This photo popped up on my Facebook feed last week. It was taken by Ian Anderson, an outdoor industry public relations professional, accomplished outdoor athlete, and father of two kids (ages two and five). Ian lives in Carbondale, Colorado, with his wife, Sari Anderson, a professional endurance athlete who has won national championship titles in mountain biking and ski mountaineering and a world title in adventure racing. This may explain why their offspring are early adopters at almost every adventure sport known to man, including the one you see here: fat bike slednecking.
"I love to go sledding just about as much as my kids do, so there was really no question about what we were going to do when we woke up to over six inches of snow in Carbondale last Saturday," Ian says. "I got a Surly Pugsley fat bike last winter, and it’s really sure-footed on snowy, icy roads, so I figured we could ride to our local sledding hill—just over a mile away. I hooked up our Chariot Cheetah 2 bike trailer and threw two plastic sleds in the back. Then I remembered that one of the kids had gotten this ridiculous X Games 'snow bike' sled for Christmas a couple years ago and we had never tried it. So I got it down from the attic and tied it to the back of the Chariot."
"The whole train rolled surprisingly well on the snowy streets. The Chariot actually seems to add traction to the fat bike: The additional weight keeps the rear wheel from spinning on the ice and snow. I have tried towing the Chariot behind my fat bike on groomed snowmobile trails with mixed results. Even after swapping the wheels on the trailer for skis, the whole rig is pretty heavy and it gets bogged down in everything but the firmest snow pack. Roads and sidewalks are much easier. We also have a bike trailer that we tow behind an old cruiser bike. We put studded tires on the bike in the winter, and it's also really solid in snowy conditions. But nothing beats the four-inch wide tires of the fat bike."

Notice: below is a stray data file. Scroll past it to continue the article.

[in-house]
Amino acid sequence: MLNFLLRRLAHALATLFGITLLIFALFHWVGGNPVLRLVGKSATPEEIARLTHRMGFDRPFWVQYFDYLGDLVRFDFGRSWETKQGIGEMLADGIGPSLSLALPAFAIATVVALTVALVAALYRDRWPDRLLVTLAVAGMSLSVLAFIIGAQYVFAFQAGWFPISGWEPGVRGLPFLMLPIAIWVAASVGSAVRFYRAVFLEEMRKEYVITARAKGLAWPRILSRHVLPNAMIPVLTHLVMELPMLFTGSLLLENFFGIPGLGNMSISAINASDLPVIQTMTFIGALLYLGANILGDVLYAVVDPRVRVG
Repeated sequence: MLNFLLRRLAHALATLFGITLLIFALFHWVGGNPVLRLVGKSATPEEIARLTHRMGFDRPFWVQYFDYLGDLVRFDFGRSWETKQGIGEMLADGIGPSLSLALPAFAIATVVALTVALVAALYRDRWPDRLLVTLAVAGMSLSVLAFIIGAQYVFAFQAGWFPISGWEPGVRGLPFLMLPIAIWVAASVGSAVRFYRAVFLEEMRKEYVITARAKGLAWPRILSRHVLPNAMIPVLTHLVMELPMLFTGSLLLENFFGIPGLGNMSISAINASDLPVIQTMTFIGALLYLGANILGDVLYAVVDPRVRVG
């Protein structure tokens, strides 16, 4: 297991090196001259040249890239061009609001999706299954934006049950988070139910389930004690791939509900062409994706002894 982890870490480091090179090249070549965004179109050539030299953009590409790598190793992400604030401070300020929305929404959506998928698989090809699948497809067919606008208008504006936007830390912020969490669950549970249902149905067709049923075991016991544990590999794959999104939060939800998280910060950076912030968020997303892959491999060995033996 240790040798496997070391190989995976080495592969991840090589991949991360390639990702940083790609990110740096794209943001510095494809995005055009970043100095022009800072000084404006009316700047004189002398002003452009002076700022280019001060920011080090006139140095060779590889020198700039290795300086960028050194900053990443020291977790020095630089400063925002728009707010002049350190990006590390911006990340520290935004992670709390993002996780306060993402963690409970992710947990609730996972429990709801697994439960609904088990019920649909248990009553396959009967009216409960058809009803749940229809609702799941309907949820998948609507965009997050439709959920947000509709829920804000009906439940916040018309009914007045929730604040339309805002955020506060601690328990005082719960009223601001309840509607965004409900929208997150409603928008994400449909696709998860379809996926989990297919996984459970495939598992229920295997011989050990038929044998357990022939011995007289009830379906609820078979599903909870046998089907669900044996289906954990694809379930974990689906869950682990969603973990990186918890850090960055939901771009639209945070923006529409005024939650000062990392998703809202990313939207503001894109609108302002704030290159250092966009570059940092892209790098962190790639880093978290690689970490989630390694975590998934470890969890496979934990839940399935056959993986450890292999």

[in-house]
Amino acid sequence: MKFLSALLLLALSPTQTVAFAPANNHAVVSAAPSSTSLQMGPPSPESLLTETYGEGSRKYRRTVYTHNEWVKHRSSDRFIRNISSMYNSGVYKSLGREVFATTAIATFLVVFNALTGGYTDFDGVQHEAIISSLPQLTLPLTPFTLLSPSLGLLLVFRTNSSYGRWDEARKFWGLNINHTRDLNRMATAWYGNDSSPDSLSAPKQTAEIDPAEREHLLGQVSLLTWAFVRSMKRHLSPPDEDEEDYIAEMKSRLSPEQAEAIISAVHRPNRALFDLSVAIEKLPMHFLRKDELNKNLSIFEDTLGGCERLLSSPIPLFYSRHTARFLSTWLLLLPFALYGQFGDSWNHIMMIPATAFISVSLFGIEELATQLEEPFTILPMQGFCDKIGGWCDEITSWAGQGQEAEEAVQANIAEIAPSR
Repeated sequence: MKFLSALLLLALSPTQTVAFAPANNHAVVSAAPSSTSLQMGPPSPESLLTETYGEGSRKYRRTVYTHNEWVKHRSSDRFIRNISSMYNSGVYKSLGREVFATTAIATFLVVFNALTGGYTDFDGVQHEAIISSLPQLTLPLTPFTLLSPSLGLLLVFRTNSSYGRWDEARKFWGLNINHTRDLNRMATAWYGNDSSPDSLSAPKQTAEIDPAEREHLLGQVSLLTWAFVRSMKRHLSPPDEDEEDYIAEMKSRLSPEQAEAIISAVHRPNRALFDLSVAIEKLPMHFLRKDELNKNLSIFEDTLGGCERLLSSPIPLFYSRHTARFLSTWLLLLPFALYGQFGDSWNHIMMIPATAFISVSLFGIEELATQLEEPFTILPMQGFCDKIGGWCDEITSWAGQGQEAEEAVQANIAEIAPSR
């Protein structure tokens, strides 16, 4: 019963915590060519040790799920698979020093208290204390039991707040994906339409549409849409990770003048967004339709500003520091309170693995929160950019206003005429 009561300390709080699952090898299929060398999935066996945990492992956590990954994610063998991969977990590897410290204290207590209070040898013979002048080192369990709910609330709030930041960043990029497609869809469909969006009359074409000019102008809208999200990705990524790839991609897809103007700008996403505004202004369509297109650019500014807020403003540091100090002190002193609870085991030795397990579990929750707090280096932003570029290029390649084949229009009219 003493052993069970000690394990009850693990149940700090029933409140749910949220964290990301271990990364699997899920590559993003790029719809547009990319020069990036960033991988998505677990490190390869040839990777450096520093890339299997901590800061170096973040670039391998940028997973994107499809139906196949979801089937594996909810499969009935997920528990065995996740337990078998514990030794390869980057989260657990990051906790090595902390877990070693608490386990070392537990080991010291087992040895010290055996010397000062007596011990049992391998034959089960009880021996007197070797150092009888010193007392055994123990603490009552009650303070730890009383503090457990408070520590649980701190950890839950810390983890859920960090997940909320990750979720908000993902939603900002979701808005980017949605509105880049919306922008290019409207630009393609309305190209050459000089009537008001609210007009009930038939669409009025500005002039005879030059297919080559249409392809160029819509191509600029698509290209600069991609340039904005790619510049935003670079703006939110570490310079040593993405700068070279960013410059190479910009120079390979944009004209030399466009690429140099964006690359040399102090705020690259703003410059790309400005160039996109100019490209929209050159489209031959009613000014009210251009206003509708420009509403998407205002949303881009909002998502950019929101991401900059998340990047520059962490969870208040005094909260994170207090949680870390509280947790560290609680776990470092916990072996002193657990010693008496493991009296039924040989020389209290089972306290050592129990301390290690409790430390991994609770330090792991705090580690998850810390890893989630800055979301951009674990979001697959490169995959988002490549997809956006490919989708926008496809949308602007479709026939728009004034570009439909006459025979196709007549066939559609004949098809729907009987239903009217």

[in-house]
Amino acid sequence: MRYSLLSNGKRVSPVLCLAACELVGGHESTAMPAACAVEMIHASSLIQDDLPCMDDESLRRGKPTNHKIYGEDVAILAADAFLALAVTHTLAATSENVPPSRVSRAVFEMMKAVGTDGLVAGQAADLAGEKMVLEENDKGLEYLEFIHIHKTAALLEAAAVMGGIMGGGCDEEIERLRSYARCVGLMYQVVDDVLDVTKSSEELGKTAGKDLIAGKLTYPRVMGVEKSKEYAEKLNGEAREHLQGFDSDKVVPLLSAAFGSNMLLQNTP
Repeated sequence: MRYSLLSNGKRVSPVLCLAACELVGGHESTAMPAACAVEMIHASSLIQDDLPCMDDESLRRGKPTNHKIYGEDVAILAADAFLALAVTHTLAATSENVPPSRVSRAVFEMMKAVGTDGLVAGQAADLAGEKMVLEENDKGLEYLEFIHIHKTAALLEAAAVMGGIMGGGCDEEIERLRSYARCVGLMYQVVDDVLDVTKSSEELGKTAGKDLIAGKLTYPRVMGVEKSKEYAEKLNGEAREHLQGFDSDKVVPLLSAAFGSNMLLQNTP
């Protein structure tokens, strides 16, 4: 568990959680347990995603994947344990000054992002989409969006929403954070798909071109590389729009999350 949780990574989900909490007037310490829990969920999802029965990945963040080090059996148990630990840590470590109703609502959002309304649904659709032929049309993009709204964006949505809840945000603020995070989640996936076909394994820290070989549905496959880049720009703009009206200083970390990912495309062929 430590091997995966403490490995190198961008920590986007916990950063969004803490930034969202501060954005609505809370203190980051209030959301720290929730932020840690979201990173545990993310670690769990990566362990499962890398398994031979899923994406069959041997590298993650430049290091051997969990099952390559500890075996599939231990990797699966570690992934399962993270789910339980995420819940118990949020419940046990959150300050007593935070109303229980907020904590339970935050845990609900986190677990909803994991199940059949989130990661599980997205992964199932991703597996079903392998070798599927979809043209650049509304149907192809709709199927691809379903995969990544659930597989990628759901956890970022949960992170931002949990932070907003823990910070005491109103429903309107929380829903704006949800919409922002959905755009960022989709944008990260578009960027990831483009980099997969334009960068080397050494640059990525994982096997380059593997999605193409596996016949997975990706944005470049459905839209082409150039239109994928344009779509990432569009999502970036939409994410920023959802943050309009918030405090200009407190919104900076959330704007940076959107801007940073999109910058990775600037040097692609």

"Fat biking is really taking off around here. There's a posse of guys that meets a couple nights each week in the winter to ride up our local ski hill, Sunlight Mountain. It's a tough, nearly 2,000-foot climb on my Surly, but when the snow is nice and firm, I can clean it to the top. There's a warming hut on the summit where we eat some food, put on a couple of extra layers, and then bomb back down on the ski trails. Some of the guys are hitting 40mph."
"The snow bike sled wasn't the fastest sliding apparatus on the hill that day, but with a steering wheel and brakes it was the envy of all the other kids. My two-year-old proudly called it his 'snowmobile.' Of course I got more than a workout dragging the damn thing back up the hill countless times. We use an old, down sleeping bag to keep the kids warm in the Chariot, and I often bring hot chocolate in a Klean Kanteen in case the kids start to get cranky. Sledding is hard work after all."